I honestly thought it would be much easier. Forty-eight hours without emails, phone calls or work: It sounded vaguely appealing, even.
However, it turned out to be two of the worst days of my life.
Even though the downtown Denver County Jail is one of the newest, cleanest facilities in America, being locked up in solitary confinement is extraordinarily uncomfortable.
The worst part is the screaming. The sounds of my fellow inmates losing their minds was incredibly unsettling.
Then, there's the cold, the barely edible food, the fact that the lights never go out for security reasons, the total lack of privacy and - worst of all - the sheer boredom. I spent my time pacing, doing push-ups and reading tattered detective novels from the tiny jail library.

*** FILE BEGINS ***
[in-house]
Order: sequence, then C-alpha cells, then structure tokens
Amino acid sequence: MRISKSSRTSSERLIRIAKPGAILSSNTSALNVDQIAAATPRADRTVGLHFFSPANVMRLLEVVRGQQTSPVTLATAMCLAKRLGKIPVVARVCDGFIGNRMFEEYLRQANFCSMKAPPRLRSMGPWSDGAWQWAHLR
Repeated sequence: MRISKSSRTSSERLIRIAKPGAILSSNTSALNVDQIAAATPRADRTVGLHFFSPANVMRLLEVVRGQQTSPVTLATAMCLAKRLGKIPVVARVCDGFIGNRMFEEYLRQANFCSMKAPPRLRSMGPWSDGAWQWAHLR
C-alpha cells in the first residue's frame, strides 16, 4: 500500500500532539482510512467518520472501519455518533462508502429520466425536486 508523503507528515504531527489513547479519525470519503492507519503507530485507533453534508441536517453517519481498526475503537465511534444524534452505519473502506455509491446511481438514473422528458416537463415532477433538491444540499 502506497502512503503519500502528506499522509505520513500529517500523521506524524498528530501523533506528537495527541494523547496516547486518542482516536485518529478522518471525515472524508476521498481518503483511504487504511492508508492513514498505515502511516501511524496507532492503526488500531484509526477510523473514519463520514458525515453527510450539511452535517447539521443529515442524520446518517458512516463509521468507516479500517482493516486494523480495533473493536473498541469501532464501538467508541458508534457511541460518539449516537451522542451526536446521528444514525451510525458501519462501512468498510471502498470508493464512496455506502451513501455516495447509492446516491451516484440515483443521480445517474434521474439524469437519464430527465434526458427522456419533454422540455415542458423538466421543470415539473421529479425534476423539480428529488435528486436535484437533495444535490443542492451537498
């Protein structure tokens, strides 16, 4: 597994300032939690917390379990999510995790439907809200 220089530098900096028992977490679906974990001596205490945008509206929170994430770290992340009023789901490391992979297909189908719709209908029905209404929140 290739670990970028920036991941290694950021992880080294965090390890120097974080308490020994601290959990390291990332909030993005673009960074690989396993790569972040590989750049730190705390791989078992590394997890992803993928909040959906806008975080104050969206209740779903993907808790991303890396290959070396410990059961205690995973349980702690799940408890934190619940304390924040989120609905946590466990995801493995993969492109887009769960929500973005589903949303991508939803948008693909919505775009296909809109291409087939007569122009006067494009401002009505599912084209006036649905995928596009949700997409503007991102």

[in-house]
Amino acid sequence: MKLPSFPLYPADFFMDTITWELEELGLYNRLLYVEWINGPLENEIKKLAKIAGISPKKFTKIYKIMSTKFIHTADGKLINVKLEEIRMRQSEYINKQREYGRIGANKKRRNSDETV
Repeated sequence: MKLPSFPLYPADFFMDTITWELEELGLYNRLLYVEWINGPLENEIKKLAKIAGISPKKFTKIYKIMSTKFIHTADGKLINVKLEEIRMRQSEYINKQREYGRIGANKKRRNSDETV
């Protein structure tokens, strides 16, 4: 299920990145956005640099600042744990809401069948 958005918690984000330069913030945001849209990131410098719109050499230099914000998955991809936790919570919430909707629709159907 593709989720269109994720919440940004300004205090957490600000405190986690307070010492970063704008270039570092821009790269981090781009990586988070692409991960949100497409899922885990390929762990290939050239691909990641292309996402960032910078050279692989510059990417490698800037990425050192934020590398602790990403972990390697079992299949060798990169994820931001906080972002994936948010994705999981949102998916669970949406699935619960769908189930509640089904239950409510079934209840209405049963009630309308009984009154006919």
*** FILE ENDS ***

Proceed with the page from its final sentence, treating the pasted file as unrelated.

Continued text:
If 48 hours was difficult for me, I can't imagine how it is for the estimated 80,000 men and women involuntarily locked up in solitary every day in America.
We can all agree that people who commit crimes need to be punished, but critics say solitary is "legalized torture" that makes inmates more likely to reoffend and can also cost three times as much as regular inmate housing.
The issue has become increasingly controversial - the subject of congressional hearings, United Nations reports and inmate hunger strikes. Corrections officials argue that, despite its drawbacks, solitary confinement is a necessary tool to control a dangerous population.
To get a sense of what it's really like, I made myself an inmate for two days. You can see the results tonight on "Nightline."
A special thanks to the American Friends Service Committee for special footage of solitary confinement.